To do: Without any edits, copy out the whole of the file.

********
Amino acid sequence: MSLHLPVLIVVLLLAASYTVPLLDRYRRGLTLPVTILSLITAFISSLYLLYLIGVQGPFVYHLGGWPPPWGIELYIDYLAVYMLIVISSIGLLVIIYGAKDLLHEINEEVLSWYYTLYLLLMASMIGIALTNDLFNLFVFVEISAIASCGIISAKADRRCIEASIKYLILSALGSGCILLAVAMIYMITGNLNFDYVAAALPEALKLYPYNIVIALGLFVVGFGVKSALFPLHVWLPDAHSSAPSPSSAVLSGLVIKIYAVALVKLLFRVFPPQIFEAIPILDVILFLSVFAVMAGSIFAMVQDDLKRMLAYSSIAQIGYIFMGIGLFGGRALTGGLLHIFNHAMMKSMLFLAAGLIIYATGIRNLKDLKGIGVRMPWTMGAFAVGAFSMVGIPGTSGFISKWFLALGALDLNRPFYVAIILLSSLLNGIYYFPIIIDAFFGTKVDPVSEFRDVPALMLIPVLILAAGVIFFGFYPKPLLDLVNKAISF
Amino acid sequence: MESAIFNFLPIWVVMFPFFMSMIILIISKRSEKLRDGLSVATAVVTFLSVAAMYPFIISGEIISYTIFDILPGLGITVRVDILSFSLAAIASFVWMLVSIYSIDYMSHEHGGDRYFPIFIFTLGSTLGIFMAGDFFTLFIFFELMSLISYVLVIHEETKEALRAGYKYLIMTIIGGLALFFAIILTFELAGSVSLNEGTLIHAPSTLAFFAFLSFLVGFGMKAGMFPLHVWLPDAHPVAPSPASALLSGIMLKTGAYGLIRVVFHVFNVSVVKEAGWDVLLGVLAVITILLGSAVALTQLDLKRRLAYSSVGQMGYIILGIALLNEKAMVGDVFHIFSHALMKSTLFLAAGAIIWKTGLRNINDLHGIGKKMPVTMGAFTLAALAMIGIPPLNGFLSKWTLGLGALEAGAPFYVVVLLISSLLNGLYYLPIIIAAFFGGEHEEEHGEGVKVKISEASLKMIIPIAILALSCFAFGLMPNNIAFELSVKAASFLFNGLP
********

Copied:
Amino acid sequence: MSLHLPVLIVVLLLAASYTVPLLDRYRRGLTLPVTILSLITAFISSLYLLYLIGVQGPFVYHLGGWPPPWGIELYIDYLAVYMLIVISSIGLLVIIYGAKDLLHEINEEVLSWYYTLYLLLMASMIGIALTNDLFNLFVFVEISAIASCGIISAKADRRCIEASIKYLILSALGSGCILLAVAMIYMITGNLNFDYVAAALPEALKLYPYNIVIALGLFVVGFGVKSALFPLHVWLPDAHSSAPSPSSAVLSGLVIKIYAVALVKLLFRVFPPQIFEAIPILDVILFLSVFAVMAGSIFAMVQDDLKRMLAYSSIAQIGYIFMGIGLFGGRALTGGLLHIFNHAMMKSMLFLAAGLIIYATGIRNLKDLKGIGVRMPWTMGAFAVGAFSMVGIPGTSGFISKWFLALGALDLNRPFYVAIILLSSLLNGIYYFPIIIDAFFGTKVDPVSEFRDVPALMLIPVLILAAGVIFFGFYPKPLLDLVNKAISF
Amino acid sequence: MESAIFNFLPIWVVMFPFFMSMIILIISKRSEKLRDGLSVATAVVTFLSVAAMYPFIISGEIISYTIFDILPGLGITVRVDILSFSLAAIASFVWMLVSIYSIDYMSHEHGGDRYFPIFIFTLGSTLGIFMAGDFFTLFIFFELMSLISYVLVIHEETKEALRAGYKYLIMTIIGGLALFFAIILTFELAGSVSLNEGTLIHAPSTLAFFAFLSFLVGFGMKAGMFPLHVWLPDAHPVAPSPASALLSGIMLKTGAYGLIRVVFHVFNVSVVKEAGWDVLLGVLAVITILLGSAVALTQLDLKRRLAYSSVGQMGYIILGIALLNEKAMVGDVFHIFSHALMKSTLFLAAGAIIWKTGLRNINDLHGIGKKMPVTMGAFTLAALAMIGIPPLNGFLSKWTLGLGALEAGAPFYVVVLLISSLLNGLYYLPIIIAAFFGGEHEEEHGEGVKVKISEASLKMIIPIAILALSCFAFGLMPNNIAFELSVKAASFLFNGLP